Living in this modern age with our refrigerators, hothouses ready to deliver fresh vegetables year-round, grocery stores filled with all manner of delights, it is hard to remember that winter used to be a time of need. Nowadays it seems the winter season is filled with bustling from one feast to another. Christmas parties follow quickly upon the heels of Thanksgiving, followed by the New Year’s celebrations. In this context the first reading from Isaiah almost seems like too much: "A feast of rich food and choice wines, juicy, rich food and pure, choice wines." Hold on! I’m trying to watch my weight!
And yet, there is that line tucked in between the feasts. "[H]e will destroy the veil that veils all peoples, the web that is woven over all nations."
Although I’m not wealthy by American standards, there has never been a point in my life when I did not know where to find my next meal. Growing up there was always enough food in the house. After moving out however, I didn’t always make the best financial choices. There came a time when I found myself living alone, with nothing more than two eggs, a frozen pie crust, and half a box of cereal in my larder. With a week to go until my next paycheck, I pondered my choices. Swallowing my pride, I called my parents and asked if I could come across town and join them for dinner. My mother was delighted! The circumstances that brought me to their house (and asking for a care package to take home) were never discussed. The evening was filled with laughter and sharing. The veil that I had drawn between myself and my parents in an effort to "grow up and make it on my own" was pulled away.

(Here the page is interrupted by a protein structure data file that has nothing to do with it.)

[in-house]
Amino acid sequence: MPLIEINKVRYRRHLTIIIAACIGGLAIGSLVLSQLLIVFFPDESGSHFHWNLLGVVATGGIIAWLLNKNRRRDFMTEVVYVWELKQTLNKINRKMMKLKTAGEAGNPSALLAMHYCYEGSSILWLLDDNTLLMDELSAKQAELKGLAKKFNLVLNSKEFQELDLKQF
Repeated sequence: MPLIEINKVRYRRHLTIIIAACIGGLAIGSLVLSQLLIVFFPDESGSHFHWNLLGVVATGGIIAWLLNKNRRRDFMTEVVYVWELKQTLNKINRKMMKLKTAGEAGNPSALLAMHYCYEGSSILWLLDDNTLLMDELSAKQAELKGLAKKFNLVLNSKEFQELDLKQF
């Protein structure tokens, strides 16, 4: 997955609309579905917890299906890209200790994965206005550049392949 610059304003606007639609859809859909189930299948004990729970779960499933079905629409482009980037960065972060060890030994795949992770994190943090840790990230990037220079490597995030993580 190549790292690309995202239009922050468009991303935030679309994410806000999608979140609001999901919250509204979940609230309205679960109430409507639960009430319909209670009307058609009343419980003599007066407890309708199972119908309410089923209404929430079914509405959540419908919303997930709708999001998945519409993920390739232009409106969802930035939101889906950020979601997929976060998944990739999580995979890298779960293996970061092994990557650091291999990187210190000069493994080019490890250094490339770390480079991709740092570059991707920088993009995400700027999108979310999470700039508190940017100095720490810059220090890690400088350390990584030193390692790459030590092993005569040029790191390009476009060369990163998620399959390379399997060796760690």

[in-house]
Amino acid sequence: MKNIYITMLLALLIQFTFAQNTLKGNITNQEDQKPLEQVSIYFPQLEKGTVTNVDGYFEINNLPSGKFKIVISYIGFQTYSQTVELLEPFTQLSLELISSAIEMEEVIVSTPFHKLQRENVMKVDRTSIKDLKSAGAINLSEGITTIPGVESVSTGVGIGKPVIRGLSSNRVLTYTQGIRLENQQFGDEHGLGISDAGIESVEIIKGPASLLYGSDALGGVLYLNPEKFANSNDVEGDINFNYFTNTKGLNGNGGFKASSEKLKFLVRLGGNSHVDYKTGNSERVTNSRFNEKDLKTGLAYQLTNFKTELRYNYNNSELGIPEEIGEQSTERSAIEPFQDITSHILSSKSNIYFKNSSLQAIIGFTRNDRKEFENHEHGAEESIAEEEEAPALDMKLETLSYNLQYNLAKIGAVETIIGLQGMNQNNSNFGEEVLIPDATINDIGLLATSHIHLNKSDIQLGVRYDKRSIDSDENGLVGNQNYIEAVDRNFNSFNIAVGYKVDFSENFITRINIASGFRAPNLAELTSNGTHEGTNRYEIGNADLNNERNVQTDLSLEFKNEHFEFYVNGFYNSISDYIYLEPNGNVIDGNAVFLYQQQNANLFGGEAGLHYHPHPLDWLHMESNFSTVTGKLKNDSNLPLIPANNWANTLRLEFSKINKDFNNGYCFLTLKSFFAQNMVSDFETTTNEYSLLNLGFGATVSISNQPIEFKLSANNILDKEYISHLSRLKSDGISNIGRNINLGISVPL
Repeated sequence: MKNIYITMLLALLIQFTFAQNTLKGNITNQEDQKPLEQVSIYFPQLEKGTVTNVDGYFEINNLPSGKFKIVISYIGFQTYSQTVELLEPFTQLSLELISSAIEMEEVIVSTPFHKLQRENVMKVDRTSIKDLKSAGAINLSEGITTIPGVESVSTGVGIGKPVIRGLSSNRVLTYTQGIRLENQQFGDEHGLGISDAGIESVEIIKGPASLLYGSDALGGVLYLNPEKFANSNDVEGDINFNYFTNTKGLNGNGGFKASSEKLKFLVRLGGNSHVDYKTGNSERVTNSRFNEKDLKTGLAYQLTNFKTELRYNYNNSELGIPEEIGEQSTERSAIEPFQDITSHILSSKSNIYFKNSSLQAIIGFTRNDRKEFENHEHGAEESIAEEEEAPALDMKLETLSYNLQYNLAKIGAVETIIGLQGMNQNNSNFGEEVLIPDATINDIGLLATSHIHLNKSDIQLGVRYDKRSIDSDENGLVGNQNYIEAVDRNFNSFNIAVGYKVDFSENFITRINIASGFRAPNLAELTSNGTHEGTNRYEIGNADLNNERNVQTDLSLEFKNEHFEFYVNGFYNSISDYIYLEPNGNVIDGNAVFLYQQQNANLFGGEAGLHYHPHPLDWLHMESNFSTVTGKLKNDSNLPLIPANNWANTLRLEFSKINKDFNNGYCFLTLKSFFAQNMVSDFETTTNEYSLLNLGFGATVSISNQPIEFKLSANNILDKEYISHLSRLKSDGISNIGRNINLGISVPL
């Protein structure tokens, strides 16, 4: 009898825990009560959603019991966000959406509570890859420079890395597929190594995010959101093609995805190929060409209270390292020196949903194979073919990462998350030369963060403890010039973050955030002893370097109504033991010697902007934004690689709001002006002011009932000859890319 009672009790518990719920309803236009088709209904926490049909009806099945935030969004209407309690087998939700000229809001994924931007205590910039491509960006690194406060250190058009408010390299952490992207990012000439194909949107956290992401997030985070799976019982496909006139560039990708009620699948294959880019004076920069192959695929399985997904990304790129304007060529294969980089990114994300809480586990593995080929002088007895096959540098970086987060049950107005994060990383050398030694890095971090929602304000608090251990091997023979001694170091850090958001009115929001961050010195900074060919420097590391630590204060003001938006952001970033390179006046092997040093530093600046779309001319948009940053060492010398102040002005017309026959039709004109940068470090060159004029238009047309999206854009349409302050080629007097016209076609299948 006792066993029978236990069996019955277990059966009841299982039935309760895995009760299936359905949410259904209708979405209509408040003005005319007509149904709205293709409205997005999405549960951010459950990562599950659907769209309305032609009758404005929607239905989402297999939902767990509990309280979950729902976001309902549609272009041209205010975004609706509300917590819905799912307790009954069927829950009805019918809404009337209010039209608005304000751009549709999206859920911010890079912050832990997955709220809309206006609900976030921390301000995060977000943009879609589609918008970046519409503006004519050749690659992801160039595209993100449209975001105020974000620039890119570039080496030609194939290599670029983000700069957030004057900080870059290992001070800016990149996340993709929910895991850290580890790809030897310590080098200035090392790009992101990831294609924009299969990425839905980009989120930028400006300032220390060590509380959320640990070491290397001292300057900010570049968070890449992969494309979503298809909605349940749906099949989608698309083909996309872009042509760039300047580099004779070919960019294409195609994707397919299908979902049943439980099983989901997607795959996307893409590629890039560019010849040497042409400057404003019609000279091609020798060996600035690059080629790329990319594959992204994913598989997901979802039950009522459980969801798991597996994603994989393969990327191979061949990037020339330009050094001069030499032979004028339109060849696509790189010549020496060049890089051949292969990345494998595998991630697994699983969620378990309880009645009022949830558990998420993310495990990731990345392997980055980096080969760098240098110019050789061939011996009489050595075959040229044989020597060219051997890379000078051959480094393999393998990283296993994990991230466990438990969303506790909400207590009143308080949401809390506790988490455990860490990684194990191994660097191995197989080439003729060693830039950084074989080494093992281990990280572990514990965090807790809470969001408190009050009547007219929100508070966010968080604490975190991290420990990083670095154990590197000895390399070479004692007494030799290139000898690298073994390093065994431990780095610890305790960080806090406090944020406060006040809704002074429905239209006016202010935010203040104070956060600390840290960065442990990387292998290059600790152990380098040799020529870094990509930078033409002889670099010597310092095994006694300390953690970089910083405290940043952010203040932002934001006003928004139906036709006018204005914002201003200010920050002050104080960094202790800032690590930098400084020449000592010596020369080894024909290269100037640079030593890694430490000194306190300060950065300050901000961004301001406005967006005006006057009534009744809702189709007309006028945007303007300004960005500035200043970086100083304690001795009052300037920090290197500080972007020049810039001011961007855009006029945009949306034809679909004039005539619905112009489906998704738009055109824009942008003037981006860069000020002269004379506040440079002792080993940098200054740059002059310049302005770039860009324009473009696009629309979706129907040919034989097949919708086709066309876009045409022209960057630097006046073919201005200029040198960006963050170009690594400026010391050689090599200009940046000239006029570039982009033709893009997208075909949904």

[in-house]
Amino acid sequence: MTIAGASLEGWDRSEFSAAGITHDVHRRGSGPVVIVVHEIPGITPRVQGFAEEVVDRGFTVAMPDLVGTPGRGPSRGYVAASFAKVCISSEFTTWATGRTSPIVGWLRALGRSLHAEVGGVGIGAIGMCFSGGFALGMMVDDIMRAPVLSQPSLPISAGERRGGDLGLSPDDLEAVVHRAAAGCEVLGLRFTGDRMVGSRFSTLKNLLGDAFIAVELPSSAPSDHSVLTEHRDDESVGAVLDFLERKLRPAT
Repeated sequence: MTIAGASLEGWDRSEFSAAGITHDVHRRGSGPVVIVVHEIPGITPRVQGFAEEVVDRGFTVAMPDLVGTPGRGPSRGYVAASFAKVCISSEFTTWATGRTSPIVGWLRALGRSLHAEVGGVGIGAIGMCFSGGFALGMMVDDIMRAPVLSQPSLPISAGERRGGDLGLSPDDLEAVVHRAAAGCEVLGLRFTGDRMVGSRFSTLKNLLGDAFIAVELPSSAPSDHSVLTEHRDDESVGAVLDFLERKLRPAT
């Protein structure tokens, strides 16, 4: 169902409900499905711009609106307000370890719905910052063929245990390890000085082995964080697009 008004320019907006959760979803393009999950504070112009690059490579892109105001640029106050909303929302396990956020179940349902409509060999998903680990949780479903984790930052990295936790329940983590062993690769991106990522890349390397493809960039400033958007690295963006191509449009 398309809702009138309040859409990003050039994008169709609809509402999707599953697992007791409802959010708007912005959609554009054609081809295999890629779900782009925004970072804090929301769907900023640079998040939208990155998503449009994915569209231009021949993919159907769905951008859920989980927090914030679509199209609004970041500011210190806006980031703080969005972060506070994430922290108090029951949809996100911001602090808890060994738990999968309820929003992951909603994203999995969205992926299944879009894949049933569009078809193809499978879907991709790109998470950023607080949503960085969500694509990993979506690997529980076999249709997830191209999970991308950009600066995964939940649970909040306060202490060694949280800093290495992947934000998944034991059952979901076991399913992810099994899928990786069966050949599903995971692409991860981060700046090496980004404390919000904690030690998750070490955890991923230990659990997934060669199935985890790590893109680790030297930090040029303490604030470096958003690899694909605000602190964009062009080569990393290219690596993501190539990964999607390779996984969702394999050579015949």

As shown in the Gospel reading, God wants to feed us, in whatever way we are hungry. Jesus cares for all of those who need healing. Then, out of pity for the crowd, he feeds them although the physical resources available are meager.
In this season of feasting, no matter what our circumstances, may we find the veil that covers us destroyed. May we reflect the risen presence of Christ to those we sit with at table. And may we have the courage and blessing to accept God’s grace that is offered to us in abundance.
Talib Huff is a volunteer at Christ the King Retreat Center in Citrus Heights.